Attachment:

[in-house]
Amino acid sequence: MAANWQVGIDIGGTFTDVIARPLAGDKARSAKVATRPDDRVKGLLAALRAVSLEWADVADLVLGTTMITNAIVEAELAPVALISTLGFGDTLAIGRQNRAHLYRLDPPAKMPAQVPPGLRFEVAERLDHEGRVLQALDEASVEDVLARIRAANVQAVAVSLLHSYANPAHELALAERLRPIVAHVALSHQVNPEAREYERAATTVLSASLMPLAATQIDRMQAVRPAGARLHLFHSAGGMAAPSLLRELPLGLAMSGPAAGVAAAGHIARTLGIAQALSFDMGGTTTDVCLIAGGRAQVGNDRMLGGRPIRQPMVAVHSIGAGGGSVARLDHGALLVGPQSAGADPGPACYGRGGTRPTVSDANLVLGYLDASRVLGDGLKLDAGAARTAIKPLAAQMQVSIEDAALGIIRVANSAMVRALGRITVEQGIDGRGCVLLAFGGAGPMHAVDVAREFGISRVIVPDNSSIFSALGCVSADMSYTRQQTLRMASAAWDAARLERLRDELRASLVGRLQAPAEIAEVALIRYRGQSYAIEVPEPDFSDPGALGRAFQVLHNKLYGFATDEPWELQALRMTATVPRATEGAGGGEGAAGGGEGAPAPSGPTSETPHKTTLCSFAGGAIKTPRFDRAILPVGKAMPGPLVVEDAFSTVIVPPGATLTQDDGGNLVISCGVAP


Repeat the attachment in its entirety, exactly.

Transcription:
[in-house]
Amino acid sequence: MAANWQVGIDIGGTFTDVIARPLAGDKARSAKVATRPDDRVKGLLAALRAVSLEWADVADLVLGTTMITNAIVEAELAPVALISTLGFGDTLAIGRQNRAHLYRLDPPAKMPAQVPPGLRFEVAERLDHEGRVLQALDEASVEDVLARIRAANVQAVAVSLLHSYANPAHELALAERLRPIVAHVALSHQVNPEAREYERAATTVLSASLMPLAATQIDRMQAVRPAGARLHLFHSAGGMAAPSLLRELPLGLAMSGPAAGVAAAGHIARTLGIAQALSFDMGGTTTDVCLIAGGRAQVGNDRMLGGRPIRQPMVAVHSIGAGGGSVARLDHGALLVGPQSAGADPGPACYGRGGTRPTVSDANLVLGYLDASRVLGDGLKLDAGAARTAIKPLAAQMQVSIEDAALGIIRVANSAMVRALGRITVEQGIDGRGCVLLAFGGAGPMHAVDVAREFGISRVIVPDNSSIFSALGCVSADMSYTRQQTLRMASAAWDAARLERLRDELRASLVGRLQAPAEIAEVALIRYRGQSYAIEVPEPDFSDPGALGRAFQVLHNKLYGFATDEPWELQALRMTATVPRATEGAGGGEGAAGGGEGAPAPSGPTSETPHKTTLCSFAGGAIKTPRFDRAILPVGKAMPGPLVVEDAFSTVIVPPGATLTQDDGGNLVISCGVAP